Muskox are "just everywhere" in the Sahtu, said Daniel Jackson, the president of Fort Good Hope's renewable resource council. So much so, they're becoming a nuisance.
Last week, muskox crowded the community's airport runway, and not for the first time.
But for a community filled with hunters and surrounded by slow-moving, cow-like targets, Fort Good Hope's residents eat remarkably little muskox meat.
That may be about to change, thanks to a mini-meat plant the renewable resource council says is ready for business.
First given to the community in 2016, it's a simple trailer on the outside, filled with the kitchen equipment necessary to turn a muskox into delicious sausages and hamburgers.
For years, it sat idle. But when officers from the Department of Environment and Natural Resources dispatched the latest bunch of muskox to endanger the community's air traffic, Jackson said they "didn't want the [meat] to go to waste."
Chris Pereira, the renewable resource council's program manager, suggested they finally get the plant up and running.
"We got the meat in, we did the cutting, and we processed the meat into hamburgers and sausages and distributed it to the community," he said.
It was such a success, the plan is for the council to run the plant full-time, offering a "cut-and-dress" service to process harvesters' meat, fish, and berries at cost.
The trailer will provide full-time work for two people, plus more on a casual basis. And that's not all.
"Our plan is to hire people to go out fishing and hunting and bring the meat back to the processing unit," said Pereira. That meat will be sold at cost to community members who may not be able to hunt themselves.
"Everybody's saying that if they have access to local meat, they'd prefer that," Pereira said. "We're not planning to make a profit."
Muskox on the rise, but local appetite is limited
One major use of the facility will be processing muskox, which can be tricky for even skilled hunters.
"There is very little stomach, for lack of a better word, for muskox," said Kevin Chan, the Sahtu regional biologist for the Department of Environment and Natural Resources.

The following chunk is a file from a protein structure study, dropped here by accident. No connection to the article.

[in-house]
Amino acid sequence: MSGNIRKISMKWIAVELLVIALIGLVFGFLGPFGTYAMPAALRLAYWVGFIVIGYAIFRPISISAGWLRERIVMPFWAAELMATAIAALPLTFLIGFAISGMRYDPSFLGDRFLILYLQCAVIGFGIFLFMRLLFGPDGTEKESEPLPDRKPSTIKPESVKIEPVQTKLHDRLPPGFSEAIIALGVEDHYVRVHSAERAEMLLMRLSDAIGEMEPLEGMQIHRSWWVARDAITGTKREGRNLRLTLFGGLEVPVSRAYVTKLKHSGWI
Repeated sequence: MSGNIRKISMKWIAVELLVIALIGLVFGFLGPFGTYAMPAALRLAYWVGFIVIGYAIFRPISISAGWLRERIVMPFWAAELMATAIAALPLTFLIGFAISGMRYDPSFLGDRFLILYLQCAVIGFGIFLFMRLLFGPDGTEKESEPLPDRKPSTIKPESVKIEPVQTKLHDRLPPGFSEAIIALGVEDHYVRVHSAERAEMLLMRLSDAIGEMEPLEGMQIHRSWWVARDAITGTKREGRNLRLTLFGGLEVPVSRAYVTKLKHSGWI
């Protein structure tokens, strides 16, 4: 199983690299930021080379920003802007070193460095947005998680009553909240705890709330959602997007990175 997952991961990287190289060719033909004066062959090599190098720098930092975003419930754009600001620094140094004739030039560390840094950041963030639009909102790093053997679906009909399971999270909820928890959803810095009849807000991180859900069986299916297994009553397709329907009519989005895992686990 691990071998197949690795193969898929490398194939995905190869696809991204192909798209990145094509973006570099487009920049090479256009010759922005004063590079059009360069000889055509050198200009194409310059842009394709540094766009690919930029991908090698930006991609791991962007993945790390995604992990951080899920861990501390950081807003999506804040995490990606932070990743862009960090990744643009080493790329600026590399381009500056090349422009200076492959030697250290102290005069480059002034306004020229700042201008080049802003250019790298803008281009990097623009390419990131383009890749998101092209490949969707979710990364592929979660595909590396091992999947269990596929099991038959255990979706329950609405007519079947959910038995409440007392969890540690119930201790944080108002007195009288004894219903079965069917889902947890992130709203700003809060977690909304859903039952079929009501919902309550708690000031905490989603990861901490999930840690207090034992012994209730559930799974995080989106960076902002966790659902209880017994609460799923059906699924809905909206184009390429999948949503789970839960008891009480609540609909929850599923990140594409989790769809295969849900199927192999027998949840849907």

"It's a lot of work to process a muskox once you've harvested one, because of all the hair," he said.
Muskox meat gets "extremely tough" when the animal is stressed before it dies, and requires hanging for 14 to 28 days, the department wrote in an email.
Catch them near rutting season, Chan said, and they can also be "very smelly."
"It's a very strong and unpleasant smell," he said.
Still, Muskox were once a favourite of hunters — so much so, they were badly overhunted. A total ban on harvesting muskox was put in place in the 1930s, and today, non-Indigenous hunters in the Sahtu must apply for a tag to hunt one.
Now, their population around the world is surging. In Fort Good Hope, muskox are practically an "invasive species," said Jackson, the council president.
Chan said an estimate produced last year showed the population has increased as much as three to four times since 1997, and their range is expanding south of the treeline.
"[It's] something that is very unusual to see," he said.
Meanwhile, barren-ground caribou, the staple food in the region, is rapidly declining in number. That's led some leaders to call for more "alternative harvest," to allow caribou a chance to recover.
"We're hoping that muskox harvest will increase … now that we have these issues with barren-ground caribou," said Chan.
It's not just the meat that's valuable. The territory's Mackenzie Valley Genuine Fur Program pays upward of $200 for a muskox hide.
There's some resistance to eating muskox meat in the Sahtu, said Jackson, where some believe the animals are damaging the health of the caribou herd. But for many, it may just be a matter of unfamiliarity.
"It's really good in some [seasons], but we're not used to it," he said. "So we gotta figure out when is the best eating."
Jackson himself is already converted.
"I tried muskox steak," he said. "I didn't see a difference from muskox to moose."